Success—What it is, and How to get it! Part 1
To make the claim of today’s title, which might be promised by motivational speakers or writers, I would have to give a universal definition of success. Though I honestly don’t think this is possible, I could do my best to say that in general, success means to be happy—though even here at different times, people would disagree for various good and bad reasons. In any case, if we can agree for the sake of this blog, that in general people want to experience happiness and avoid distress, we might still argue over the best way to reach this sometimes illusive state.
For some people happiness or peace of mind can seem like the carrot before the donkey—always seeming to be within reach, but never quite obtained. We might have an ever increasing list of things required to come to our ideal state of happiness—got to have that IPad, and this app, and then that app! To our motivational guru, this would sound terribly negative, since they believe that we can have anything we want if we want it badly enough. Although the Vedas and Krishna devotees might agree that one can have most anything desired either today or in some lifetime they would caution us that although one may be temporarily happy, it can’t last. The nature of the world is constantly changing, including our body, senses and mind. For instance, toys or dolls no longer are objects of happiness for an adult, or as an old person our ability to enjoy certain foods is lost—though we may still desire them!
Besides this, and fundamentally more important since our identity is not material but spiritual, worldly things can’t bring the soul happiness. In a similar way that a fish won’t be happy out of the water, regardless being offered beautiful clothes, cars, jewelry, house, furniture, a new computer, food, or even other attractive, available fish, the soul requires a spiritual atmosphere to realize their completeness and fulfillment. Or a person with amnesia won’t be happy or peaceful until they know who they really are—or were, and why they can’t remember.
The above, which is applied Bhagavad Gita, is the basic premise under which devotees of Krishna live. Does this mean that our only activity should be in realizing our true divinity? Ideally it would—if we could, yet practically we have to take into consideration our unique physical/mental/emotional/intellectual make up and act accordingly. The soul being categorically different from the material body means (at least from perspective of the Gita) that reincarnation is behind our taking on a particular body/mind and nature. Nothing is accident, as this is a purposeful Universe. We reap what we sow.
When you see your or another's body you are seeing natural consequences of their past choices and actions now transformed into solid form. Krishna’s Nature is never capricious, yet fortunately in addition to Universal justice, there is mercy, upon which our spiritual life is completely dependent. Thus, when people are blessed to have an existential crisis bringing them to question the meaning of life they will be on different stages of spiritual development. This means we all have various levels of urgency for spiritual life and must apply the Gita’s principles very individually.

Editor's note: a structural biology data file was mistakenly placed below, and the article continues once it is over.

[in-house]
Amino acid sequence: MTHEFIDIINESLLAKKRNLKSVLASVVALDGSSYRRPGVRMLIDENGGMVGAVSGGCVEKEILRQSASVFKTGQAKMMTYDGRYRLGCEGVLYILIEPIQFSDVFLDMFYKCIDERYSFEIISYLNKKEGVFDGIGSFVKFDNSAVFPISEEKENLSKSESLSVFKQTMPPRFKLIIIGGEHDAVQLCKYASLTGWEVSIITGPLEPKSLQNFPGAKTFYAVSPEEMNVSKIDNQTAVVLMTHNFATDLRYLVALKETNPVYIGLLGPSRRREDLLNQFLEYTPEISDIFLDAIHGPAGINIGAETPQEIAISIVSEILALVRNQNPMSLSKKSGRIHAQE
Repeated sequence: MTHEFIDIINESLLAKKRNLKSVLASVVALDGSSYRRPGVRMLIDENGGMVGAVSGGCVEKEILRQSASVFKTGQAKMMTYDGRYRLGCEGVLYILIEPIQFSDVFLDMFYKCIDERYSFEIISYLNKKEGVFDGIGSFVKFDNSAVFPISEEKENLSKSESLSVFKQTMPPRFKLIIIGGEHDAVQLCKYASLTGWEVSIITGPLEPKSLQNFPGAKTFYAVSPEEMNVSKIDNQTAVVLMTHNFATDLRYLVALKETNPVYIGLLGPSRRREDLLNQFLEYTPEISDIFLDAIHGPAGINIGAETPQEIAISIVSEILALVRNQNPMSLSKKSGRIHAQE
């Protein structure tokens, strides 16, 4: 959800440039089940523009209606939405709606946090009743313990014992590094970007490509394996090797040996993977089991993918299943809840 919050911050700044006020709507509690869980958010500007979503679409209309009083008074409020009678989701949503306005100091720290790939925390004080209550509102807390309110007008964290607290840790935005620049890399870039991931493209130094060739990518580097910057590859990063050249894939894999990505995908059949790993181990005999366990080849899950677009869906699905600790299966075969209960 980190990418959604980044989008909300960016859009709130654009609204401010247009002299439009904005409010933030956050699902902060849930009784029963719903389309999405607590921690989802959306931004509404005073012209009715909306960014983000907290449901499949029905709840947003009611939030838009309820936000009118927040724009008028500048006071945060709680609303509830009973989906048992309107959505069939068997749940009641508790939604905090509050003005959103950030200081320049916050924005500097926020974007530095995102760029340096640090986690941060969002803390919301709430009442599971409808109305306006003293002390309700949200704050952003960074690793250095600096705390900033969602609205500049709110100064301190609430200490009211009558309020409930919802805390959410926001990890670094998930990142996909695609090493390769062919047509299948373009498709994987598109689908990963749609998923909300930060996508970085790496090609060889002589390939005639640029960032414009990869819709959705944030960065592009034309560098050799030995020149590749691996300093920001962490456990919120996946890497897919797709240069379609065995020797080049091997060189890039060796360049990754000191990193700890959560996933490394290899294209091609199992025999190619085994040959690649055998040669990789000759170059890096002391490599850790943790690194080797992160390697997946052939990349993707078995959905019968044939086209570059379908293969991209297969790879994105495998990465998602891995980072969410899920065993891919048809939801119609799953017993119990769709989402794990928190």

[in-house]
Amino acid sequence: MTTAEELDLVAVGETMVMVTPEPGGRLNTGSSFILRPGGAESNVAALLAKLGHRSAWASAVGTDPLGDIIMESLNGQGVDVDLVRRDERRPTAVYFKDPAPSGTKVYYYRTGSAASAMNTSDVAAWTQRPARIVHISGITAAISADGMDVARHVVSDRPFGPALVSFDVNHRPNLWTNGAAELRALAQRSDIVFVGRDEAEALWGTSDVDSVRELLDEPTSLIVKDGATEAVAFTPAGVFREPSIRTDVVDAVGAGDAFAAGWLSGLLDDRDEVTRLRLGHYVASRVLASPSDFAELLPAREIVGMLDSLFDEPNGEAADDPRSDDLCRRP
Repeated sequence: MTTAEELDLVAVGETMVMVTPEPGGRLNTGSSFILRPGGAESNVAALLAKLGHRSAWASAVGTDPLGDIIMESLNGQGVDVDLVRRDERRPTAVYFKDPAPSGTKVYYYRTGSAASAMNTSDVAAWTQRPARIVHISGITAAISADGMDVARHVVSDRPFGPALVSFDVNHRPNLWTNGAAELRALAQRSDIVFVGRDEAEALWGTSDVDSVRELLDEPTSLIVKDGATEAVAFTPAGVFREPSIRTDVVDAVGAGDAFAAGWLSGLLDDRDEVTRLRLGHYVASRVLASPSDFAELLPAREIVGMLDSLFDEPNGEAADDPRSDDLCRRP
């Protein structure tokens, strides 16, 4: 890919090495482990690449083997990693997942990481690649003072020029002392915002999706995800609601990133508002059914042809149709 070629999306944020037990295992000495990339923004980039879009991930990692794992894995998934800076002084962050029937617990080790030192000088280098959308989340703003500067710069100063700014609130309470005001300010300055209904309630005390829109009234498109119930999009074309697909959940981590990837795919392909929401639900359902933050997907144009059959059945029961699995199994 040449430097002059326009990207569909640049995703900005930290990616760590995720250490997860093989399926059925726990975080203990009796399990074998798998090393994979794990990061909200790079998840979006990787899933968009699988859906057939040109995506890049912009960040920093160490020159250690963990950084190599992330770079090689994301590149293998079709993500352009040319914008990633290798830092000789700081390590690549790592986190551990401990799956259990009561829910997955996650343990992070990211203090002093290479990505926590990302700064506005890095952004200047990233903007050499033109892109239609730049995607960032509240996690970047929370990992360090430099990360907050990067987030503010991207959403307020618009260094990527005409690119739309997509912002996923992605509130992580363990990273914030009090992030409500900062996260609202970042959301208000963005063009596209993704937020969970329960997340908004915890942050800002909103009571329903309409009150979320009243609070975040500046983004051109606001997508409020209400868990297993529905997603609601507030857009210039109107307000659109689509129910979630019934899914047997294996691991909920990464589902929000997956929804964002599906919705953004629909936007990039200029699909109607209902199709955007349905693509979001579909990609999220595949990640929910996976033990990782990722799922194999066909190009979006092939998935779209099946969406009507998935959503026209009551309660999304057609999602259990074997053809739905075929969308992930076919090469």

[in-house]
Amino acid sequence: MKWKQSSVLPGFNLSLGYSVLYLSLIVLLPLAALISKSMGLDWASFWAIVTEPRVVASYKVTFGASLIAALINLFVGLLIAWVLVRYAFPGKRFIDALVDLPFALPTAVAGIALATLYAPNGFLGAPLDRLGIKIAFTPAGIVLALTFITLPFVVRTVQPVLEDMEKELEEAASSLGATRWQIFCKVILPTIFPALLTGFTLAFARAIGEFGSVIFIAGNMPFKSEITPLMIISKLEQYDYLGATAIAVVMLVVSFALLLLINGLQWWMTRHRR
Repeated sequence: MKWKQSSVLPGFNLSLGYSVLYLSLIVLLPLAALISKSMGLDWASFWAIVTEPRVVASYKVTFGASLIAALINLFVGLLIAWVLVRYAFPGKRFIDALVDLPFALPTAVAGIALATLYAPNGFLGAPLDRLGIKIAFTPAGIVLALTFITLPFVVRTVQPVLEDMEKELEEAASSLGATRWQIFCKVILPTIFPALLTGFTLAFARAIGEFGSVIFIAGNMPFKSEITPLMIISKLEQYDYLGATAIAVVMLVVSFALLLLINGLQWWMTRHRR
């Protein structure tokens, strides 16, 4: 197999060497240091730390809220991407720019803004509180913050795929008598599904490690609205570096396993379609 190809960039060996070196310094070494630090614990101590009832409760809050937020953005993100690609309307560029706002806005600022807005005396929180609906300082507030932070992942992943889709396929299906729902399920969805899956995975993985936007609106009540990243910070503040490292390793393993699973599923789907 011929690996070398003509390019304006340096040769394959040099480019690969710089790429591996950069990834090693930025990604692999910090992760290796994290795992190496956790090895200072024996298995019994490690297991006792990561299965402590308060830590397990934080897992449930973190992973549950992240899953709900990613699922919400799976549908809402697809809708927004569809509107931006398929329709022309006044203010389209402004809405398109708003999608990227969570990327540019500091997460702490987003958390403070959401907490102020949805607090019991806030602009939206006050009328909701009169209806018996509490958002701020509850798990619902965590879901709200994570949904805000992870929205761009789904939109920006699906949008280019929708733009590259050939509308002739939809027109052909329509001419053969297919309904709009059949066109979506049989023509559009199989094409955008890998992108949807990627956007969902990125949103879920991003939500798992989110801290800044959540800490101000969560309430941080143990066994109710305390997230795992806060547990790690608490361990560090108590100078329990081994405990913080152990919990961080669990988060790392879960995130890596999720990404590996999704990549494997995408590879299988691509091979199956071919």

Such a large or small “divine drive” will determine the degree of material support that we require. A naturally renounced monk may live and be satisfied in a simple ashram setting with a few books and clothes, whereas a married person may think it quite normal to be surrounded by a large variety of material accoutrements. Those of us who joined the Krishna consciousness movement in youth and lived as celibate monks were able to do this for awhile, but eventually discovered we needed to marry and have a unique occupational means of livelihood and fulfillment.
Although the general principle of bhakti is simple living and high thinking, simple is relative. The most important thing is that we are making progress in our devotional service attitude and in loving Krishna and his devout. I am bringing up this topic of various levels of spiritual and material necessity to point out that in a devotee's pursuit of their ultimate success of prema or love for Krishna, there may be other successes along the way which support their highest goal. While we engage in a focused spiritual practice or sadhana, we may consider it as a success to obtain a spiritually inclined marriage partner, children, and a compatible occupation. To remain steady for the long haul of a lifetime of bhakti, we must be peaceful in our living situation. The saying, “The way out is through”, can be applied to going through our material desires while we pursue our spiritual ideal, which is the ultimate success.
So, I didn't give you a formula success (that perhaps you were hoping for), since everyone's idea is different, but I pointed out that real, lasting success, is a spiritual one. Those on spiritual paths, such as bhakti, will accept this fact, though only theoretically until they realize it practically. Krishna consciousness is the process of being convinced and realizing that serving, remembering, and loving Krishna and his devotees, is the ultimate success. All other relative successes will naturally revolve around the ultimate One, Krishna--or the ultimate Two, Radha-Krishna, or the ultimate Three, Radha-Krishna and their devotees!